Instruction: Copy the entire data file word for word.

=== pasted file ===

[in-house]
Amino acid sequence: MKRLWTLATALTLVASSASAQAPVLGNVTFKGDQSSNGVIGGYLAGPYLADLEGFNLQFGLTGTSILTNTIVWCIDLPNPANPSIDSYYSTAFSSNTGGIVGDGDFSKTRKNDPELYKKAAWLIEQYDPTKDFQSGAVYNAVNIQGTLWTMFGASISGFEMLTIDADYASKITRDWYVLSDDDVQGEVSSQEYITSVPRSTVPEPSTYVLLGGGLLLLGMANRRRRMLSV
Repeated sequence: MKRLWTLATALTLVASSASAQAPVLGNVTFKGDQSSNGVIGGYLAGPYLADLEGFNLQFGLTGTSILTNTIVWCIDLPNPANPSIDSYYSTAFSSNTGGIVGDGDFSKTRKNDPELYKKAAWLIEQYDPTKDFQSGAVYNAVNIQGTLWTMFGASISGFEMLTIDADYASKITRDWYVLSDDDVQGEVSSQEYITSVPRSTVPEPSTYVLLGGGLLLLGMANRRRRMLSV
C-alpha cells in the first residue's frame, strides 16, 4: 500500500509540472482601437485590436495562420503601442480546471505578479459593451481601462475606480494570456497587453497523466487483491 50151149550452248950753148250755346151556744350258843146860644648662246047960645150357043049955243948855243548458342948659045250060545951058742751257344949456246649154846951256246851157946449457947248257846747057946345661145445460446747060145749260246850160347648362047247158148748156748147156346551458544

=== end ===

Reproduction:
[in-house]
Amino acid sequence: MKRLWTLATALTLVASSASAQAPVLGNVTFKGDQSSNGVIGGYLAGPYLADLEGFNLQFGLTGTSILTNTIVWCIDLPNPANPSIDSYYSTAFSSNTGGIVGDGDFSKTRKNDPELYKKAAWLIEQYDPTKDFQSGAVYNAVNIQGTLWTMFGASISGFEMLTIDADYASKITRDWYVLSDDDVQGEVSSQEYITSVPRSTVPEPSTYVLLGGGLLLLGMANRRRRMLSV
Repeated sequence: MKRLWTLATALTLVASSASAQAPVLGNVTFKGDQSSNGVIGGYLAGPYLADLEGFNLQFGLTGTSILTNTIVWCIDLPNPANPSIDSYYSTAFSSNTGGIVGDGDFSKTRKNDPELYKKAAWLIEQYDPTKDFQSGAVYNAVNIQGTLWTMFGASISGFEMLTIDADYASKITRDWYVLSDDDVQGEVSSQEYITSVPRSTVPEPSTYVLLGGGLLLLGMANRRRRMLSV
C-alpha cells in the first residue's frame, strides 16, 4: 500500500509540472482601437485590436495562420503601442480546471505578479459593451481601462475606480494570456497587453497523466487483491 50151149550452248950753148250755346151556744350258843146860644648662246047960645150357043049955243948855243548458342948659045250060545951058742751257344949456246649154846951256246851157946449457947248257846747057946345661145445460446747060145749260246850160347648362047247158148748156748147156346551458544